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Friday, July 29, 2011

First there was the glow-in-the-dark cat... Now meet Tagon, the world's first glowing dog

By Daily Mail Reporter

Before and after: Tagon's paw is like any other dog's in daylight, but glows bright green under ultraviolet light when she is given a special antibiotic

By day, Tagon looks like any other beagle.

But under the cover of darkness, she can glow an eerie green.

South Korean scientists say they have created a fluorescent dog using a cloning technique that could help find cures for human diseases such as Alzheimer's and Parkinson's.

The breakthrough comes three years after U.S. boffins made a glow-in-the-dark cat by modifying its DNA, also in the hope of treating a range of conditions.

Tagon, who was born in 2009, was found to beam bright green under ultraviolet light if given a doxycycline antibiotic.

Researchers from Seoul National University (SNU)'s College of Veterinary Medicine, who completed the two-year test, said the ability to glow can be turned on or off by adding a drug to the dog's food.

Glowing with pride: Tagon feeding her puppies at Seoul National University's College of Veterinary Medicine, where she is helping with vital research

Lead researcher Lee Byeong-chun said: 'The creation of Tagon opens new horizons since the gene injected to make the dog glow can be substituted with genes that trigger fatal human diseases.'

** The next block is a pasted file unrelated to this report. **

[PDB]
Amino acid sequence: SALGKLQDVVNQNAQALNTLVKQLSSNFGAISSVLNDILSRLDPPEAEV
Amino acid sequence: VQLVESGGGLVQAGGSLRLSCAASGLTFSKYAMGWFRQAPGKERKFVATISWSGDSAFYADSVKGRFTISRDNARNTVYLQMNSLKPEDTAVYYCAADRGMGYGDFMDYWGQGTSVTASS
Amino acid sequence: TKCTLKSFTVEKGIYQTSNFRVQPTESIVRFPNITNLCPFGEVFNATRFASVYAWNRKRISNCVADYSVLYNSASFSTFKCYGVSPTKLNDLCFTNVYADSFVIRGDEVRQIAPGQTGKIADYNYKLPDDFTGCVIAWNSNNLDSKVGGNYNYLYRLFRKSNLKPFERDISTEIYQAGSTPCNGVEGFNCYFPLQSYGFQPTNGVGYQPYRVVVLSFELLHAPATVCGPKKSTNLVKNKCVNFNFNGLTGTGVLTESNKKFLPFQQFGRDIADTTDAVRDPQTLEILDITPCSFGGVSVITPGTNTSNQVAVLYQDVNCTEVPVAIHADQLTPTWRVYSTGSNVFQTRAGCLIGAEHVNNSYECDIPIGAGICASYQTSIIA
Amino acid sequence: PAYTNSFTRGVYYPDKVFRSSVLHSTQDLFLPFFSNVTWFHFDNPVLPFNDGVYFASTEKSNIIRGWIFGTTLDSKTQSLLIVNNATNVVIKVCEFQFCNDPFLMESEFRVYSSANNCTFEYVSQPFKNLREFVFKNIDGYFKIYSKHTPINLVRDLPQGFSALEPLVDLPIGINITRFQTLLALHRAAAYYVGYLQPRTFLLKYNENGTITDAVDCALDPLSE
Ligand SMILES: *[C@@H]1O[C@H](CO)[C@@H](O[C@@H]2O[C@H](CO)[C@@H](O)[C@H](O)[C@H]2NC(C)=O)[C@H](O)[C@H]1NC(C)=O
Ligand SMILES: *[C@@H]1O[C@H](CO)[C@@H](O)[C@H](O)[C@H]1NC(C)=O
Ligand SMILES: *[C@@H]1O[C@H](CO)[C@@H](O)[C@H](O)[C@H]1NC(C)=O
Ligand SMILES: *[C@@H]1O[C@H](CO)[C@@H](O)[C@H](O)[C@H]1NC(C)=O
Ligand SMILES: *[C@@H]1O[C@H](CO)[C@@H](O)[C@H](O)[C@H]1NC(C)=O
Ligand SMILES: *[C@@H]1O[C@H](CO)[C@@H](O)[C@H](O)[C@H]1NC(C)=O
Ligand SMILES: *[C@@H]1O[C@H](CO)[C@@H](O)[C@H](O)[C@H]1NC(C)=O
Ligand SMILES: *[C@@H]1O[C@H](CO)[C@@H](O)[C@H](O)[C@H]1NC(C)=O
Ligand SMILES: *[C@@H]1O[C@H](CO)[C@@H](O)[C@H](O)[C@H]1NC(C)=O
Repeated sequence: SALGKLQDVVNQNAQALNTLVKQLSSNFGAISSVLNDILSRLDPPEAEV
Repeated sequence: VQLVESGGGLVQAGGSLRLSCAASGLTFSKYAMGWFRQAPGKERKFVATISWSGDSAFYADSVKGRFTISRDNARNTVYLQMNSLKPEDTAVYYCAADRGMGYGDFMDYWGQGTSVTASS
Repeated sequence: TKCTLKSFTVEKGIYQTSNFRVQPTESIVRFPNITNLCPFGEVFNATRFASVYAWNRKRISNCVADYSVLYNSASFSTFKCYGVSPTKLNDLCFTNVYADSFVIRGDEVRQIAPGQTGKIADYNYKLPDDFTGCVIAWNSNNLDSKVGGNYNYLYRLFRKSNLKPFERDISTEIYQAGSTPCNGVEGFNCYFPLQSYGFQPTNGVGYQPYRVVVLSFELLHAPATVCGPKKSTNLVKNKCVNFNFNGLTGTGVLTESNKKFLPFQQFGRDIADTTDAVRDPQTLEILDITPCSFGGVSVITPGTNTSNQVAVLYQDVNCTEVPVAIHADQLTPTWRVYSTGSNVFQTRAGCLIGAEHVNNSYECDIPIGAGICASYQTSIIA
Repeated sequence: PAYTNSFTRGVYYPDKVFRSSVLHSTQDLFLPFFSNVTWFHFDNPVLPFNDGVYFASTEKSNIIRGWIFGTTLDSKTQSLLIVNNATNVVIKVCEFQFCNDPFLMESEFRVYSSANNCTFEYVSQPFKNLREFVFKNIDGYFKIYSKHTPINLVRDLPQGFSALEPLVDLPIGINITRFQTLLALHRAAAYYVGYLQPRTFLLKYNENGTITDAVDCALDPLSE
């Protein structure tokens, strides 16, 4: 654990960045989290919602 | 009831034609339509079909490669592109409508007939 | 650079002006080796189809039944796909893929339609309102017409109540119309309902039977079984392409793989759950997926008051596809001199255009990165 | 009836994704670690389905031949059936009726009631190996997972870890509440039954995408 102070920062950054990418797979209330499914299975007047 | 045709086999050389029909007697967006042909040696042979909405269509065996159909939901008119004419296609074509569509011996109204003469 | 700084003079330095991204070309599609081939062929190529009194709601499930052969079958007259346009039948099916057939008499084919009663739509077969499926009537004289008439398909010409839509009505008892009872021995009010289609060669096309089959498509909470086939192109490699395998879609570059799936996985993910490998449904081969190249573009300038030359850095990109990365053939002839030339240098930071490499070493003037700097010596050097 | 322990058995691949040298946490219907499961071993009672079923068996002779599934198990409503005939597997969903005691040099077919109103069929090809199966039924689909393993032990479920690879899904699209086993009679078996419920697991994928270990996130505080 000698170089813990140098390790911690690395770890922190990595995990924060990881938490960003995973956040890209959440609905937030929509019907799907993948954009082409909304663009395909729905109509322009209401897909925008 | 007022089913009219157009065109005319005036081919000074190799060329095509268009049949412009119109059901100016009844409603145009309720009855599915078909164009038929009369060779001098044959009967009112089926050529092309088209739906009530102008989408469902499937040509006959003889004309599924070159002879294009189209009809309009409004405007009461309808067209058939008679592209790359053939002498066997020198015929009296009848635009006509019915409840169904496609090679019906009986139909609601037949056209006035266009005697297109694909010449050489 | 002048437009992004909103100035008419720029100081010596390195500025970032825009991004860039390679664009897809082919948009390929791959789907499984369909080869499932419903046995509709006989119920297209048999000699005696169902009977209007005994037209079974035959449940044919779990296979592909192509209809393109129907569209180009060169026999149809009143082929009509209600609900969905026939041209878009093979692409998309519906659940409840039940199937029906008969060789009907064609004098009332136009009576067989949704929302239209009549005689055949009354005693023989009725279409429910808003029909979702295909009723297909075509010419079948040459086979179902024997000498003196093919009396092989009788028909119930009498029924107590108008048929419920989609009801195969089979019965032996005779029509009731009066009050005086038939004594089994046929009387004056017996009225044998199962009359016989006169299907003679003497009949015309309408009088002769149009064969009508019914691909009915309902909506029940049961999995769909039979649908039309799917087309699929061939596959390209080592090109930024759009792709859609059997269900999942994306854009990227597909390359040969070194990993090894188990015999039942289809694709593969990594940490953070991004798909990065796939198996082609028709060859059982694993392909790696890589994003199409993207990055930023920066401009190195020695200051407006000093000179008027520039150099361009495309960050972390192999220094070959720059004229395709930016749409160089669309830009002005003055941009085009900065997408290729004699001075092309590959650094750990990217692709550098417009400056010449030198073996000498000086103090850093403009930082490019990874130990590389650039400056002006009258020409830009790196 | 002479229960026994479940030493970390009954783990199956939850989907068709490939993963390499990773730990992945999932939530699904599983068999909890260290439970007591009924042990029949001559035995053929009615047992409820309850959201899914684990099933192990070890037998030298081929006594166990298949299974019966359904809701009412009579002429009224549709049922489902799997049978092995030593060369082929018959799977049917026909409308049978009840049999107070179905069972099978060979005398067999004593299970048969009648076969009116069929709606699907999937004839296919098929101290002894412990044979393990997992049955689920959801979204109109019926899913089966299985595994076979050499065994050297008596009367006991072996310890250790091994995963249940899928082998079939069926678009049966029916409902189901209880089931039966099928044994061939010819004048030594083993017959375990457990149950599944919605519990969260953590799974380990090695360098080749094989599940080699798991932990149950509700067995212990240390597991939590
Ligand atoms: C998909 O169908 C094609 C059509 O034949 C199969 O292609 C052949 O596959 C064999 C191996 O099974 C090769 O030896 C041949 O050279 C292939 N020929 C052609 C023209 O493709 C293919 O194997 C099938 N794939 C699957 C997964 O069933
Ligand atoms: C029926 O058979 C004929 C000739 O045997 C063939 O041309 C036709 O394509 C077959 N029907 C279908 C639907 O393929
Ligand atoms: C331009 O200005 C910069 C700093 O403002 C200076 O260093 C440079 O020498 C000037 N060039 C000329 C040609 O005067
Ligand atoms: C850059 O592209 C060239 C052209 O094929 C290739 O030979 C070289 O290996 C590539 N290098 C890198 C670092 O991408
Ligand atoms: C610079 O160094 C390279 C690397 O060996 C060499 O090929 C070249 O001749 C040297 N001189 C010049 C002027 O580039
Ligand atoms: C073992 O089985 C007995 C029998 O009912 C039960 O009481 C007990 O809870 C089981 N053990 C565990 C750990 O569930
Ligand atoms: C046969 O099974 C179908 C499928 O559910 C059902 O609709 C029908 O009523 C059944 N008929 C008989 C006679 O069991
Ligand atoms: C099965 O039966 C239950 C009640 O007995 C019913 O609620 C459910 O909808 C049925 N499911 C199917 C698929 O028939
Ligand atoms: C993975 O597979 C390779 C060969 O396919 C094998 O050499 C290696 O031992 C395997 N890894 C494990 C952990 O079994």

He said the dog was created using the somatic cell nuclear transfer technology that the university team used to make the world's first cloned dog, Snuppy, in 2005.

Glowing ginger tom: Mr Green Genes of New Orleans was created by US scientists in 2008 to help find cures for diseases like cystic fibrosis

The scientist said that because there are 268 illnesses that humans and dogs have in common, creating dogs that artificially show such symptoms could aid treatment methods for diseases that afflict humans.

The latest discovery published in Genesis, an international journal, took four years of research costing roughly 3.2 billion won ($3 million) to make the dog and conduct the necessary verification tests, Yonhap news agency said.

In 2008, scientists created Mr Green Genes of New Orleans - the country's first glowing ginger tom.

They adapted the six-month-old's DNA to see if a gene could be introduced harmlessly into an animal's genetic sequence.

The gene in question, known as green fluorescence protein, expressed itself in mucous membranes - causing his mouth and ears to radiate.

Because the fluorescence gene will go alongside the cystic fibrosis gene, it will make it easier for experts to spot the condition.



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